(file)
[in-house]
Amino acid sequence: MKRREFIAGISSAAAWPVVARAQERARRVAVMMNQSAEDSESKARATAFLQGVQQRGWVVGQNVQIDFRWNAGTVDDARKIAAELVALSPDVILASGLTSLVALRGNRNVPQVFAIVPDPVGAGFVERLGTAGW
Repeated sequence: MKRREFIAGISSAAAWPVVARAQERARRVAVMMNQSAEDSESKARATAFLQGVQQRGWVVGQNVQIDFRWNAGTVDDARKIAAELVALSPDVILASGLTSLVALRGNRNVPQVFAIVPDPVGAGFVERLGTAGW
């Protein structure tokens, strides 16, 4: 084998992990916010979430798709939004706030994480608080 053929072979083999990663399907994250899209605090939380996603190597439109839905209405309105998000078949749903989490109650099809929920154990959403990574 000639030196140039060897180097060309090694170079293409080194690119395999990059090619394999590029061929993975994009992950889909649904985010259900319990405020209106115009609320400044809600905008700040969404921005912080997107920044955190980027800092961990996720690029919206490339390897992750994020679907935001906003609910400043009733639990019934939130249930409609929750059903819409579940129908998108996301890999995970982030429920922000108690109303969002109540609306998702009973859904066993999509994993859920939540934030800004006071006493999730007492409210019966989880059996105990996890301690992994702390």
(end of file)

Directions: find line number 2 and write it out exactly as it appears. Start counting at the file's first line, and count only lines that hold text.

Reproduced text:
Amino acid sequence: MKRREFIAGISSAAAWPVVARAQERARRVAVMMNQSAEDSESKARATAFLQGVQQRGWVVGQNVQIDFRWNAGTVDDARKIAAELVALSPDVILASGLTSLVALRGNRNVPQVFAIVPDPVGAGFVERLGTAGW